Buffett and Cramer Agree on Conoco

It appears that we now have two of the country's best-known investment professionals at least in general agreement on a member of Big Oil.

You probably recall that about a year ago at this time, Warren Buffett was buying ConocoPhillips (NYSE: COP  ) hand over fist with Berkshire Hathaway (NYSE: BRK-A  ) (NYSE: BRK-B  ) becoming the Houston-based company's largest shareholder.

Since that time, Buffett and his team have been shedding Conoco shares to harvest tax losses, and he calls buying the company when he did a “major mistake.” On Wednesday, CNBC personality Jim Cramer called Conoco "the worst of the integrateds." So it appears that Buffett and Cramer have achieved something of a meeting of the minds.

If there were any doubts about Conoco, they were done away with Wednesday, when the company told us about its latest quarterly results. Whereas BP (NYSE: BP  ) had announced a 53% decline in its income the day before, ConocoPhillips' slide was 76%.

Clearly, the company has had to deal with the roller-coaster ride of pricing that crude and natural gas have presented during the past 18 months -- along with myriad other challenges. As a result, its upstream side earned $725 million in the quarter, compared to $4 billion in the same quarter a year ago. But giving credit where it's due, with new production coming on in Russia, Canada, Norway, China, Vietnam, and the U.K., daily output was nearly 7% higher in the quarter than a year ago.

On the downstream (refining and marketing) side, Conoco recorded a loss of $52 million, versus income of $664 million a year ago. The difference was largely the result of skimpy refining margins, an international plant utilization that averaged 72%, down from last year's 88%, and a $72 million non-cash impairment charge in the quarter.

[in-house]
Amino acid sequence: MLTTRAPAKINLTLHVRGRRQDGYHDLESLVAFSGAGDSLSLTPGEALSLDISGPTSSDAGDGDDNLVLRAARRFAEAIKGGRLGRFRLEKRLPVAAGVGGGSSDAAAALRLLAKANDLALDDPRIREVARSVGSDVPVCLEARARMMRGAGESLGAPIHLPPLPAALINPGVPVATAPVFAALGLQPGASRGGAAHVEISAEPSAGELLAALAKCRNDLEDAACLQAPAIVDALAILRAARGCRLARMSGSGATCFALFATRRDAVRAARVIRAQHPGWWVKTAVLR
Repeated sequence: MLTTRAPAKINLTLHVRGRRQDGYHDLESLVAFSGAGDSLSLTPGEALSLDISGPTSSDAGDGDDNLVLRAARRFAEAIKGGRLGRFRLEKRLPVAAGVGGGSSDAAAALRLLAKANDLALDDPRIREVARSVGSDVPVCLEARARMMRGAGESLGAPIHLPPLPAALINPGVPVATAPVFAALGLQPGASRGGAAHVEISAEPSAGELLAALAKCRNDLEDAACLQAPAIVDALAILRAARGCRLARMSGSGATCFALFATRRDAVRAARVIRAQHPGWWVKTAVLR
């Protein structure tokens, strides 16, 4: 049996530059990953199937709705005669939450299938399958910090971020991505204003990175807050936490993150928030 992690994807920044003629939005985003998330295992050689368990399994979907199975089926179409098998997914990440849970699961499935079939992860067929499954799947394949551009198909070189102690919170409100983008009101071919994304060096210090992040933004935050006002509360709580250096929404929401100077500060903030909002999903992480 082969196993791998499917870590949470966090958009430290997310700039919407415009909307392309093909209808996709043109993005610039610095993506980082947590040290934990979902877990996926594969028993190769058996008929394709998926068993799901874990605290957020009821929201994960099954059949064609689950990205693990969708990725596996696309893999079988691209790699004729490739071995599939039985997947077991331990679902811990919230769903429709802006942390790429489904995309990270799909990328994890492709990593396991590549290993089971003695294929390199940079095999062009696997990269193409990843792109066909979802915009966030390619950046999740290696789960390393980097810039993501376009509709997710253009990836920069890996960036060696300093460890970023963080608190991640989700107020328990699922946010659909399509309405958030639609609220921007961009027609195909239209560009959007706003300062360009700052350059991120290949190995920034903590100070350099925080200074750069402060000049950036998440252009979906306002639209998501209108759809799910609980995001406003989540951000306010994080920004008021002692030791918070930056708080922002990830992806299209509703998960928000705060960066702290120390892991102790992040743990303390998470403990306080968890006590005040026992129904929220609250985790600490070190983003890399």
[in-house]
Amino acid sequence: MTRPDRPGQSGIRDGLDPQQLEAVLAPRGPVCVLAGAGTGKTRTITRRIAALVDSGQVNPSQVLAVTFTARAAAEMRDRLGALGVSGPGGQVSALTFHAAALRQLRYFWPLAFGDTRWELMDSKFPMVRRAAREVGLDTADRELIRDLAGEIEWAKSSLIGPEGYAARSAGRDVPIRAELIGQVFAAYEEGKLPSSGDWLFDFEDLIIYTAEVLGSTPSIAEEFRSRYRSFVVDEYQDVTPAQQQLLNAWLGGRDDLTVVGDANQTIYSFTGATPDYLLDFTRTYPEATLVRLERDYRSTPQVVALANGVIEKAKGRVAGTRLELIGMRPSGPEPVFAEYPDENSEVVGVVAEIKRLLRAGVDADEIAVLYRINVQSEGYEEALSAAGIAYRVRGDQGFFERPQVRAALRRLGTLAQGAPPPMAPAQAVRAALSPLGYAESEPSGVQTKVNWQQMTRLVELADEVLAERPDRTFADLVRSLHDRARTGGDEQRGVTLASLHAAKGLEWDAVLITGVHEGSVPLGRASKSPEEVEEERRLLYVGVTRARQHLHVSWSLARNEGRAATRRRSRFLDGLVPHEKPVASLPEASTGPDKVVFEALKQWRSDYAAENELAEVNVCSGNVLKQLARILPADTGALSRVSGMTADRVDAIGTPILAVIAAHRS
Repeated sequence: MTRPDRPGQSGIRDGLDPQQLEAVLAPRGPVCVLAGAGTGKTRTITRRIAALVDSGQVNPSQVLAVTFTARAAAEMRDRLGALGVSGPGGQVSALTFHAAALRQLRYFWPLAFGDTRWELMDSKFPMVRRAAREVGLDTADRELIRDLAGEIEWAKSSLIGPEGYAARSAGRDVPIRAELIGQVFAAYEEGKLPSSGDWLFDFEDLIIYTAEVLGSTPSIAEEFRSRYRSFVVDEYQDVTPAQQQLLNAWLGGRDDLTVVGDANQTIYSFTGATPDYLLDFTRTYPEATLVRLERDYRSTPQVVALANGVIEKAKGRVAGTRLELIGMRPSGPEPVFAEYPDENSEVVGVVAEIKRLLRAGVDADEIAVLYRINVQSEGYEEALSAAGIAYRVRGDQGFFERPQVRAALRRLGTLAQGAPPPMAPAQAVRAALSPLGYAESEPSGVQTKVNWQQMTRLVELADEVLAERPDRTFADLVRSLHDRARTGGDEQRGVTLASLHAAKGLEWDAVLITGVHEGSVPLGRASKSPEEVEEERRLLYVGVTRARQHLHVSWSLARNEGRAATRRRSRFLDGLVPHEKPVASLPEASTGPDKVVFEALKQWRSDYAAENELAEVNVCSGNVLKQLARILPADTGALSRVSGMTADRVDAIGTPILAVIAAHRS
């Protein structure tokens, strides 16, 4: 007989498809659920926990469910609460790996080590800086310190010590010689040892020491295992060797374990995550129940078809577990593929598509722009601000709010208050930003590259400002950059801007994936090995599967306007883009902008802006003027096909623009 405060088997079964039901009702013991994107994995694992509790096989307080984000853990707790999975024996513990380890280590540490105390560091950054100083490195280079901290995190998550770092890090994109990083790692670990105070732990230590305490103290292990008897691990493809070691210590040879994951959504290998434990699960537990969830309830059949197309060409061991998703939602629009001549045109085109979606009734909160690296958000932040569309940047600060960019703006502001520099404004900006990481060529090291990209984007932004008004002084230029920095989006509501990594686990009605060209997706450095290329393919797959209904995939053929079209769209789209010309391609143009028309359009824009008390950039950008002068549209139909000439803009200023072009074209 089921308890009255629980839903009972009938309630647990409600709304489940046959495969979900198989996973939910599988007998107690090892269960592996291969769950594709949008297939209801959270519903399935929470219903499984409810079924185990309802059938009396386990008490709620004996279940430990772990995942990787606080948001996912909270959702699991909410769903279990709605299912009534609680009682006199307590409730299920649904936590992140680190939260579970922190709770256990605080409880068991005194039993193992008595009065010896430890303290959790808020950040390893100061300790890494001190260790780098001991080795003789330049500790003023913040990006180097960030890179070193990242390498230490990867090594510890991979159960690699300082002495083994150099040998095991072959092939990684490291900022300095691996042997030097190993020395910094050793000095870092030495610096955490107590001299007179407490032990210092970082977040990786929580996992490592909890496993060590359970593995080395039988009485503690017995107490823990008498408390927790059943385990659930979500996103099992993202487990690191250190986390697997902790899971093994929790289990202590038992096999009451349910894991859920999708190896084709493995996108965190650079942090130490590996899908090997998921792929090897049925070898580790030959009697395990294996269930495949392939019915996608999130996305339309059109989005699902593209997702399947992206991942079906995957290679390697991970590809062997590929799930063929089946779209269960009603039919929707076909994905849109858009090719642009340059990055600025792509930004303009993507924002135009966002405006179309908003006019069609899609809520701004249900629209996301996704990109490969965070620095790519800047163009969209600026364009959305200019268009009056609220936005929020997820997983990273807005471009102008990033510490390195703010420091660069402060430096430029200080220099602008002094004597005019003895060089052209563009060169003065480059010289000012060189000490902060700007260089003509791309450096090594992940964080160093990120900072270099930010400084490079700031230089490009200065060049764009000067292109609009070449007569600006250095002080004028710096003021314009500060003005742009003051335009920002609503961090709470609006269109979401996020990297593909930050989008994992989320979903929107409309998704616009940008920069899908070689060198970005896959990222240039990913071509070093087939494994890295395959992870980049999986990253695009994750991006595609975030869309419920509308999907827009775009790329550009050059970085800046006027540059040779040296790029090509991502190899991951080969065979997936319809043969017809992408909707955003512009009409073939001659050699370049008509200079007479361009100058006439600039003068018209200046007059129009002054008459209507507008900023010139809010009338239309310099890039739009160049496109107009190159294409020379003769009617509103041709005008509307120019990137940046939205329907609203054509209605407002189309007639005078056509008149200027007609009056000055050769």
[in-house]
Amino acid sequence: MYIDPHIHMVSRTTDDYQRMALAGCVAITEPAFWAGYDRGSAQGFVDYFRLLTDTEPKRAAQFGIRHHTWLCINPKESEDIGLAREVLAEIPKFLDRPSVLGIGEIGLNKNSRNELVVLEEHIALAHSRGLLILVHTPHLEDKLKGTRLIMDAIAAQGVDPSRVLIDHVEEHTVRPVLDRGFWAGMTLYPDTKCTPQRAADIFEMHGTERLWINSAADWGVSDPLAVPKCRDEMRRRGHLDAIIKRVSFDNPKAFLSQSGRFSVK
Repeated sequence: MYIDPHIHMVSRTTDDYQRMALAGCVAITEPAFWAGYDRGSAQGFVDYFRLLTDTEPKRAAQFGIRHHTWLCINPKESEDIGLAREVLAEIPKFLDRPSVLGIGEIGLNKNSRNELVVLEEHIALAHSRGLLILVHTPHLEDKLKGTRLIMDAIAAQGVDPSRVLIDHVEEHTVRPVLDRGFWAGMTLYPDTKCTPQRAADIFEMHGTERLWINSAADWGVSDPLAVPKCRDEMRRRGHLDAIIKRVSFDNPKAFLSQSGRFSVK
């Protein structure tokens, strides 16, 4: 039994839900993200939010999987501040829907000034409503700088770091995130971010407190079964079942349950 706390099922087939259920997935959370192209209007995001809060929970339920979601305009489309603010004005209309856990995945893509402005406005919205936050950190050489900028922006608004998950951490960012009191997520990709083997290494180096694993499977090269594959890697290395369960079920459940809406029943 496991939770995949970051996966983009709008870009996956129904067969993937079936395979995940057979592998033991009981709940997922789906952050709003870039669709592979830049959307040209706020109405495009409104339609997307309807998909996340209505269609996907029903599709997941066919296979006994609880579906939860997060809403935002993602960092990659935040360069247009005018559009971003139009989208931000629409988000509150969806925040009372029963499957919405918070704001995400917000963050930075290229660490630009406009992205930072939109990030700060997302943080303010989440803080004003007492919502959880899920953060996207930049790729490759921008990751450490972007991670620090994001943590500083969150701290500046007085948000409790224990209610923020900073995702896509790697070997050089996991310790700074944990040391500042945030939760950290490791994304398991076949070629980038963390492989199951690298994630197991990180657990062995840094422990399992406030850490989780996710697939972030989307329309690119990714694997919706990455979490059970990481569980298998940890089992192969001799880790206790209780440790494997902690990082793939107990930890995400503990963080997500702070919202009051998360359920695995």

So that's two down, with ExxonMobil (NYSE: XOM  ) up next and then Chevron (NYSE: CVX  ) and France's Total (NYSE: TOT  ) on Friday. All will surely be affected by the maladies that hit BP and Conoco. And with crude and natural gas prices seemingly trading in a range for a while, if you're of a mind to tie into any of the majors, be sure you have a lengthy investment time horizon.  

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Fool contributor David Lee Smith can't claim a share in any of the companies mentioned above. He does welcome your questions or comments. The Fool has a disclosure policy.


Read/Post Comments (4) | Recommend This Article (13)

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  • Report this Comment On July 31, 2009, at 2:45 PM, plange01 wrote:

    cramer is not exactly a investment professional! more like a small time crook and snake oil salesman who has the motley fool fooled!!

  • Report this Comment On July 31, 2009, at 3:23 PM, FastSpringCEO wrote:

    You seem to be missing the point. Buffett is selling for tax purposes to offset gains. The mistake he's referring to is the timing of his purchase which does not say anything about his current feeling on its price. As you know, he tends not to comment on his current feeling on an existing holding particularly if he thinks negative. Among other issues with that, it would drive his own holdings down. For all we know, he loves COP at current prices, but needs to use something to get some tax losses to use.

  • Report this Comment On July 31, 2009, at 4:48 PM, twiceshy1960 wrote:

    I early on stupidly followed some of Cramers calls. That was a major mistake as almost everything he said to buy sank. It wasn't that long ago he was pushing Conoco. Cramer, go away you loudmouth con man.

  • Report this Comment On August 01, 2009, at 3:44 PM, kayakmastr wrote:

    Isn't any company with a major play in refining losing right now? So exactly why should we bail out of COP? One issue is that the cost of heavy and light crude no longer is much different, but I expect the refiners will figure out a way to improve margins anyway.

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